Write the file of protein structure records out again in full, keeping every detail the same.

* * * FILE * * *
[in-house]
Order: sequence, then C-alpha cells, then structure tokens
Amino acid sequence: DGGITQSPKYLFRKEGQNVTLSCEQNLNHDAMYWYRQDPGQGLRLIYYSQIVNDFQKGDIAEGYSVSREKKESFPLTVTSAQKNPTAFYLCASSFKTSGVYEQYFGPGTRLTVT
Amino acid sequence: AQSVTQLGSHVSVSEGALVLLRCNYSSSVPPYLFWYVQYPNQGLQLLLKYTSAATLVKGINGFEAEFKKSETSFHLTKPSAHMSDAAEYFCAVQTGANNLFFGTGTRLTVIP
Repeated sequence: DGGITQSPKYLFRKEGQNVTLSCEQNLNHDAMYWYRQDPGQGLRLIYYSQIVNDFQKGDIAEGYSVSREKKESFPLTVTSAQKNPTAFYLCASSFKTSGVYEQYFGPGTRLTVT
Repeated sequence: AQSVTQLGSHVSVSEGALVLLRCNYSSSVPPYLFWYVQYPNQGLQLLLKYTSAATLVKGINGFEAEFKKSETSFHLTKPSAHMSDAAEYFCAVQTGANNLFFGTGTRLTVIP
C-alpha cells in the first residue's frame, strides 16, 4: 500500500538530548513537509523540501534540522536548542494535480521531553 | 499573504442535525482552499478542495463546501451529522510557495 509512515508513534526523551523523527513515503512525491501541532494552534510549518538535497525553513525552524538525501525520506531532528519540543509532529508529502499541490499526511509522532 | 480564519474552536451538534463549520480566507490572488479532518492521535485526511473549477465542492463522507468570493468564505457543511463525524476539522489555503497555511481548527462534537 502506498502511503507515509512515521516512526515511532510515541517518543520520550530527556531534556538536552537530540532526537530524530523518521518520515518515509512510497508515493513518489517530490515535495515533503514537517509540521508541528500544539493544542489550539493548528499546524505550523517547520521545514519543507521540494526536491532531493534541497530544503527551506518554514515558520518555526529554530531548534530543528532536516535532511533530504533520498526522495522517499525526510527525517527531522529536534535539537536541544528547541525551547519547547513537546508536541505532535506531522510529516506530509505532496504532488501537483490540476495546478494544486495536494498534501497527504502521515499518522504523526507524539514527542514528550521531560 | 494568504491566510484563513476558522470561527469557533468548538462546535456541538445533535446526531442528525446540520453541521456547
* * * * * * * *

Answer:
[in-house]
Order: sequence, then C-alpha cells, then structure tokens
Amino acid sequence: DGGITQSPKYLFRKEGQNVTLSCEQNLNHDAMYWYRQDPGQGLRLIYYSQIVNDFQKGDIAEGYSVSREKKESFPLTVTSAQKNPTAFYLCASSFKTSGVYEQYFGPGTRLTVT
Amino acid sequence: AQSVTQLGSHVSVSEGALVLLRCNYSSSVPPYLFWYVQYPNQGLQLLLKYTSAATLVKGINGFEAEFKKSETSFHLTKPSAHMSDAAEYFCAVQTGANNLFFGTGTRLTVIP
Repeated sequence: DGGITQSPKYLFRKEGQNVTLSCEQNLNHDAMYWYRQDPGQGLRLIYYSQIVNDFQKGDIAEGYSVSREKKESFPLTVTSAQKNPTAFYLCASSFKTSGVYEQYFGPGTRLTVT
Repeated sequence: AQSVTQLGSHVSVSEGALVLLRCNYSSSVPPYLFWYVQYPNQGLQLLLKYTSAATLVKGINGFEAEFKKSETSFHLTKPSAHMSDAAEYFCAVQTGANNLFFGTGTRLTVIP
C-alpha cells in the first residue's frame, strides 16, 4: 500500500538530548513537509523540501534540522536548542494535480521531553 | 499573504442535525482552499478542495463546501451529522510557495 509512515508513534526523551523523527513515503512525491501541532494552534510549518538535497525553513525552524538525501525520506531532528519540543509532529508529502499541490499526511509522532 | 480564519474552536451538534463549520480566507490572488479532518492521535485526511473549477465542492463522507468570493468564505457543511463525524476539522489555503497555511481548527462534537 502506498502511503507515509512515521516512526515511532510515541517518543520520550530527556531534556538536552537530540532526537530524530523518521518520515518515509512510497508515493513518489517530490515535495515533503514537517509540521508541528500544539493544542489550539493548528499546524505550523517547520521545514519543507521540494526536491532531493534541497530544503527551506518554514515558520518555526529554530531548534530543528532536516535532511533530504533520498526522495522517499525526510527525517527531522529536534535539537536541544528547541525551547519547547513537546508536541505532535506531522510529516506530509505532496504532488501537483490540476495546478494544486495536494498534501497527504502521515499518522504523526507524539514527542514528550521531560 | 494568504491566510484563513476558522470561527469557533468548538462546535456541538445533535446526531442528525446540520453541521456547